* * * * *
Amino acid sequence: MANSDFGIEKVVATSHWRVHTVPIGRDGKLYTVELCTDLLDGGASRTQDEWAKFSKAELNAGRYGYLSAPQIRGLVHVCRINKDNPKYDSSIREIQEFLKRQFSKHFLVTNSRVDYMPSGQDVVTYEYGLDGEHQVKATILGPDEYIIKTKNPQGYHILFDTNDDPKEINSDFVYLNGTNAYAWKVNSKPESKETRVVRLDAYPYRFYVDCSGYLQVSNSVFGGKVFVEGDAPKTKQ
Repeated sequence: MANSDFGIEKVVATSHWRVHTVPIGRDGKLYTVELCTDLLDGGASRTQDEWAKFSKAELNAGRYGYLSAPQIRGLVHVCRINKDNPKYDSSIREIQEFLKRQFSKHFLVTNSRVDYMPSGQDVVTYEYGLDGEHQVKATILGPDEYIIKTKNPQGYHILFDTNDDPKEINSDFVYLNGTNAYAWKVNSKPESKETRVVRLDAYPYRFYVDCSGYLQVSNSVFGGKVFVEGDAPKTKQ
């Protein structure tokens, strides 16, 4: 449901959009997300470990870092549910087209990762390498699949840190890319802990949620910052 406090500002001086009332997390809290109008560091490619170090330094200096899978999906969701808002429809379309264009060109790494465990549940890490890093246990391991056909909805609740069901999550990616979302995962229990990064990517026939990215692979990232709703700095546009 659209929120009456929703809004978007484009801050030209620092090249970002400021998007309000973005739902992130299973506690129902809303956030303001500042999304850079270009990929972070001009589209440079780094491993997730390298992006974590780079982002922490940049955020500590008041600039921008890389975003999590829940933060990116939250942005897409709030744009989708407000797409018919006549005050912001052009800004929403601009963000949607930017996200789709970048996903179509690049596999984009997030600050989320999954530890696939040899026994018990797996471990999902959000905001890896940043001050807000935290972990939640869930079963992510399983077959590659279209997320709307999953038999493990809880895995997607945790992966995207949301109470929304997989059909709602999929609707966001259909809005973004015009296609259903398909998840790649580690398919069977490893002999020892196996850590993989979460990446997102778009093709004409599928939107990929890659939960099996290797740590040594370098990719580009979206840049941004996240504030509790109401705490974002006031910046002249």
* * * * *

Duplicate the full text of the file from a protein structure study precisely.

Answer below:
Amino acid sequence: MANSDFGIEKVVATSHWRVHTVPIGRDGKLYTVELCTDLLDGGASRTQDEWAKFSKAELNAGRYGYLSAPQIRGLVHVCRINKDNPKYDSSIREIQEFLKRQFSKHFLVTNSRVDYMPSGQDVVTYEYGLDGEHQVKATILGPDEYIIKTKNPQGYHILFDTNDDPKEINSDFVYLNGTNAYAWKVNSKPESKETRVVRLDAYPYRFYVDCSGYLQVSNSVFGGKVFVEGDAPKTKQ
Repeated sequence: MANSDFGIEKVVATSHWRVHTVPIGRDGKLYTVELCTDLLDGGASRTQDEWAKFSKAELNAGRYGYLSAPQIRGLVHVCRINKDNPKYDSSIREIQEFLKRQFSKHFLVTNSRVDYMPSGQDVVTYEYGLDGEHQVKATILGPDEYIIKTKNPQGYHILFDTNDDPKEINSDFVYLNGTNAYAWKVNSKPESKETRVVRLDAYPYRFYVDCSGYLQVSNSVFGGKVFVEGDAPKTKQ
């Protein structure tokens, strides 16, 4: 449901959009997300470990870092549910087209990762390498699949840190890319802990949620910052 406090500002001086009332997390809290109008560091490619170090330094200096899978999906969701808002429809379309264009060109790494465990549940890490890093246990391991056909909805609740069901999550990616979302995962229990990064990517026939990215692979990232709703700095546009 659209929120009456929703809004978007484009801050030209620092090249970002400021998007309000973005739902992130299973506690129902809303956030303001500042999304850079270009990929972070001009589209440079780094491993997730390298992006974590780079982002922490940049955020500590008041600039921008890389975003999590829940933060990116939250942005897409709030744009989708407000797409018919006549005050912001052009800004929403601009963000949607930017996200789709970048996903179509690049596999984009997030600050989320999954530890696939040899026994018990797996471990999902959000905001890896940043001050807000935290972990939640869930079963992510399983077959590659279209997320709307999953038999493990809880895995997607945790992966995207949301109470929304997989059909709602999929609707966001259909809005973004015009296609259903398909998840790649580690398919069977490893002999020892196996850590993989979460990446997102778009093709004409599928939107990929890659939960099996290797740590040594370098990719580009979206840049941004996240504030509790109401705490974002006031910046002249």